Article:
Vaginal prosthetics known as pessaries are a critical tool for the maintenance of pelvic health in women. They are used as a first-line treatment for pelvic organ prolapse, a common condition that occurs when the muscles of the pelvis weaken, causing organs to drop into the vagina. But these devices are badly in need of an upgrade. Their failure rate is high, and the designs have changed little in the last 70 years.
At Montreal-based FemTherapeutics, cofounder and Chief Operating Officer Inara Lalani (BCom’20) is helping lead efforts to harness the power of new technologies—such as 3D printing and artificial intelligence—to bring pessaries into the 21st century.
An outdated device
The FemTherapeutics story began in 2018, when Lalani and six other students came together as a team in the Montreal Surgical Innovation Program. Jointly delivered by McGill University (Department of Surgery), Concordia University (John Molson School of Business; Department of Computer Science & Software Engineering) and the École de technologie supérieure (ÉTS), the cross-disciplinary, graduate-level program seeks to teach and stimulate entrepreneurship as well as support the innovation of novel surgical and medical devices.
After brainstorming hundreds of ideas for surgical or clinical needs within the area of gynecology, Lalani's team honed in on vaginal pessaries as a key area in need of improvement.
Pelvic organ prolapse, the primary condition for which pessaries are used, is prevalent among women who have reached menopause or undergone at least one vaginal birth.
However, in approximately 40 per cent of cases, pessaries are discontinued within a year due to the pain and discomfort caused by incompatible shapes and sizes.
Through their research, Lalani and her teammates discovered that this high rate of failure could be attributed to a decades-long drought in innovation. “Vaginal pessaries had not changed since the 1950s, and we saw that there was a clear need to improve on that design,” Lalani said.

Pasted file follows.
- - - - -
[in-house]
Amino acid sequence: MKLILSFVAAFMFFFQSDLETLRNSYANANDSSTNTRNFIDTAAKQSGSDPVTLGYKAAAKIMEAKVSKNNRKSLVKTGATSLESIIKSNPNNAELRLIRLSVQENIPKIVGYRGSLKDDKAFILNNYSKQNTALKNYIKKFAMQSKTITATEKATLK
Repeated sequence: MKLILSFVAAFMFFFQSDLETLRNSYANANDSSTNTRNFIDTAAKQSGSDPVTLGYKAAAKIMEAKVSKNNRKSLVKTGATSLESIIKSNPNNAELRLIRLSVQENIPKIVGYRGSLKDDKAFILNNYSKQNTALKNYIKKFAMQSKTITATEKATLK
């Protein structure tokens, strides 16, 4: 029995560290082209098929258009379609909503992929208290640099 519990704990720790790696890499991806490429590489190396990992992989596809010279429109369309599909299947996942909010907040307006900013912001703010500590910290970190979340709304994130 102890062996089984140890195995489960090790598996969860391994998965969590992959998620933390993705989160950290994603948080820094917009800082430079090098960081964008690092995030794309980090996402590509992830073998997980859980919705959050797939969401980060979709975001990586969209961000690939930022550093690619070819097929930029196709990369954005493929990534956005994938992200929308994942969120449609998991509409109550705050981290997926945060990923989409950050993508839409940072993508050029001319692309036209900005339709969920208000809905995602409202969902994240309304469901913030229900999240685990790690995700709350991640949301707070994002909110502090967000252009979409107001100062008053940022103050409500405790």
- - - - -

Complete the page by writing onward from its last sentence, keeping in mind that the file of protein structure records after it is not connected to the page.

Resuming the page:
The team put their heads together to come up with a solution: 3D-printed pessaries that would be custom-designed to fit patients’ unique anatomies.
The FemTherapeutics team pitched their idea at various competitions in 2019. It was a hit, winning a string of prizes in just four weeks, including top prize in the Annual Surgical Innovations Pitch Competition. At McGill, it took second place in the McGill Dobson Cup and also received the Steinberg Centre Simnovation Prize at the 2019 McGill Clinical Innovation Competition (CLIC), a tradition inspired by the vision and generosity of Dr. Raymond Hakim (MDCM’76).
With these accolades, the team's efforts quickly evolved from an academic project to a full-fledged business venture. “Without that support, things would have likely just ended with the Surgical Innovation Program,” Lalani said.
Leveraging artificial intelligence
In the years since, the group has faced ups and downs. Like many others around the world, they shifted to working remotely when the pandemic hit, cancelling in-person activities, such as cadaver studies at local hospitals.
Although this period was challenging, the team took it as a chance to pivot, Lalani said. When it first formed, the company had focused on building a device that could accurately scan each patient’s vaginal canal to build a blueprint for a custom vaginal pessary. But the lack of access to cadavers meant the team had to put this part of the project on hold. Instead, they turned to existing datasets of medical scans taken with computed tomography and magnetic resonance imaging to build an artificial intelligence model based on pelvic bones. Because pelvic bones differ much less among patients than the muscles of the vaginal canal, this could accurately represent a patient’s vaginal canal using only 10 to 15 points of measurement with basic tools.
Ultimately, this led to a larger shift in FemTherapeutics’ business model, according to Lalani. The company went from hardware centric to software centric. Now, their focus is on using AI to build personalized therapeutics for women. Eventually, the team hopes to apply the technology they built to expand their pipeline beyond pessaries to include other health needs for women, such as vaginal stent customization. “When we built the business, we were focused on one clinical need,” Lalani said. “But over time, it’s evolved. The vision of the business is to build a pipeline of products in the women's health space.”
These developments have earned the company additional accolades, such as the Bourse+ StartUp Montréal award this April, and interest from investors around the world. “We are really pleased with the traction we’ve received to date,” Lalani said. “We were recently selected by the 2022 CIX Selection Committee as a CIX Top 20 EARLY company for 2022, which is a very notable recognition for Canadian startups.”
This November, the team is set to test their custom pessary in their first patient as part of a pilot clinical trial with five to ten participants who will be monitored for four weeks. Following that, there will be a larger trial with 40 patients each at three sites, two in Canada and one in the United States, which will last three months—after which the company plans to file for regulatory clearance.
As to when will these devices hit the market, that could be as early as 2024—good news for women’s health.